Sunday, 11 March 2012

Shareholder revolt over Sly Bailey's pay says ST

Trinity Mirror faces a shareholder rebellion over chief executive Sly Bailey's pay, according to the Sunday Times.

It says at least four of Trinity Mirror's largest investors have demanded deep cuts to Bailey’s pay package during recent meetings with the company's chairman-elect David Grigson.

The Sunday Times quotes "one top shareholder" claiming: “We have asked for Sly Bailey’s salary to be reviewed as it is excessive by most standards, let alone a company with a market value of about £100m.”

It adds: "The shareholders — Schroders, Aviva Investors, Standard Life and Legal & General — control 42% of Trinity Mirror. While none is looking to oust Bailey, her position would become precarious if she refuses to cut her pay."

The Sunday Times reports: "It is understood Bailey’s remuneration will be discussed by Trinity Mirror’s board, meeting ahead of Thursday’s results" and that "Trinity Mirror has lost more than a quarter of its value over the past year and Bailey has presided over a 90% collapse in the share price since joining the company nine years ago. In that time she has collected more than £12m in pay, bonuses, share awards and other perks."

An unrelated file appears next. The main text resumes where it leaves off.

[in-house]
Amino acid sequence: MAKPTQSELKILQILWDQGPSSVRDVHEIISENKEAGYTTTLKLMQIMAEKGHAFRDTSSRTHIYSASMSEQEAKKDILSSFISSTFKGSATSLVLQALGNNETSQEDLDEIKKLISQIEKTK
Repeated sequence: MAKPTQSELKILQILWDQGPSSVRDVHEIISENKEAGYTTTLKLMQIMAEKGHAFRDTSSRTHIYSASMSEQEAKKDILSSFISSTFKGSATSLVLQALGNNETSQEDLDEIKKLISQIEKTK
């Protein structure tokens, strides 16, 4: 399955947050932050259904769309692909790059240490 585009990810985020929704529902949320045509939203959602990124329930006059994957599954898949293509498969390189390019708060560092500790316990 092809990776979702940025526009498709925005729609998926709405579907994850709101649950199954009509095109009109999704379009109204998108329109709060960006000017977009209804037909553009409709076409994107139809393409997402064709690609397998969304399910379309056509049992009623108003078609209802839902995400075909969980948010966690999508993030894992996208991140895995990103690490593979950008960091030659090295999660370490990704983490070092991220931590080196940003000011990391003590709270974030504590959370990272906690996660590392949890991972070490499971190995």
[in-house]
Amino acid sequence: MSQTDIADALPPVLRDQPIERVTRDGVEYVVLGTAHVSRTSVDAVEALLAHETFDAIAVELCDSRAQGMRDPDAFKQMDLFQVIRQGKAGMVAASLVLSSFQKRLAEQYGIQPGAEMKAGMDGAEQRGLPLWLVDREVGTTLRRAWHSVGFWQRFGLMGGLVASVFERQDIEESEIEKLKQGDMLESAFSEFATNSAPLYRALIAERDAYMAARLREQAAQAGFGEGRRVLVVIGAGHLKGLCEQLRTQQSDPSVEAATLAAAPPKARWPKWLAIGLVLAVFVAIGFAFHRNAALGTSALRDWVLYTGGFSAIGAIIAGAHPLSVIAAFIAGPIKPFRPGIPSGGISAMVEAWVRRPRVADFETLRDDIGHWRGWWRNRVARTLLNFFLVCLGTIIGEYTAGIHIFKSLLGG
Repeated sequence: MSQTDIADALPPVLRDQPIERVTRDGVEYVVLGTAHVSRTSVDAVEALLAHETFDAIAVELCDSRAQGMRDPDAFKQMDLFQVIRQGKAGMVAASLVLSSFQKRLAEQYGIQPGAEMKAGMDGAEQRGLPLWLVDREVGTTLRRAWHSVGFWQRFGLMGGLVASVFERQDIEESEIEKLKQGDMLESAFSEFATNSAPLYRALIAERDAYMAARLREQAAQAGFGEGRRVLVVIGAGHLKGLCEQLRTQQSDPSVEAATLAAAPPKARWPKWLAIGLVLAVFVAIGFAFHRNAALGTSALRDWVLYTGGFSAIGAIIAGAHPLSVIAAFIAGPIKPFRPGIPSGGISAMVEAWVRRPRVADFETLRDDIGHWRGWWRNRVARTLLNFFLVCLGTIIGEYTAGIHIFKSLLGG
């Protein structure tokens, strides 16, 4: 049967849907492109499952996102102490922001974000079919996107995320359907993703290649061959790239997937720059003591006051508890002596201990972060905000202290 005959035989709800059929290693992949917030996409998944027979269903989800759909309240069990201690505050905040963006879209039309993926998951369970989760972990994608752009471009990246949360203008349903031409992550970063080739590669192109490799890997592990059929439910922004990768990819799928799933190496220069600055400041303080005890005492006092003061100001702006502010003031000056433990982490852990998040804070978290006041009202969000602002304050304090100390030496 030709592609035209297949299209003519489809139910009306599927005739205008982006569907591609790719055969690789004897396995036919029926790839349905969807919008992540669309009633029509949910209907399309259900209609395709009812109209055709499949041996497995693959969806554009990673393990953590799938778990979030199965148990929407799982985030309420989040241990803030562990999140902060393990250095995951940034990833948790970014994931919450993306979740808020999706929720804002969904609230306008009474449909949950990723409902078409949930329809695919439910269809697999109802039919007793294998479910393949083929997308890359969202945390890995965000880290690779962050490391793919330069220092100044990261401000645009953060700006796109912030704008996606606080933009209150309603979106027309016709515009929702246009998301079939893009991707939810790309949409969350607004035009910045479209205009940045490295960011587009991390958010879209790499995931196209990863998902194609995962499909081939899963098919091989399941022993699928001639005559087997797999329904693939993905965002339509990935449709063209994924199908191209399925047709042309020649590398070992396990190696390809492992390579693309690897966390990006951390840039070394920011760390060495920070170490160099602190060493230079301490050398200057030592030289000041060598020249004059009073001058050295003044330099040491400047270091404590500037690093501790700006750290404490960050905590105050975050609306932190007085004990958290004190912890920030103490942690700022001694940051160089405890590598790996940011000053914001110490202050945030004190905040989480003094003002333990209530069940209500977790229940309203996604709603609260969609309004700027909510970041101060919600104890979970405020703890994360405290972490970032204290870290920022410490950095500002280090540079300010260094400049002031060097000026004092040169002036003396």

1 comment:

the red postman said...

About time, too. When John Bills wanted to buy the Midlands division in the late-1990s, he offered £210m which is way more than the whole company's worth now. Some of that is down to the recession, but most of it is down to Bailey's incompetent handling of the business. As circulation and ad revenues have fallen, Plan A, B, C, D and E has been to save money, cut costs and sack staff rather than do any outside-the-box-thinking about how to generate new revenues.
Her handling of the internet/new media has been a disaster and in the eyes of most people within the business, including a lot of senior managers, she should have been sacked a long time ago. It would be nice to think she would refuse to renegotiate her pay and be kicked out as a result.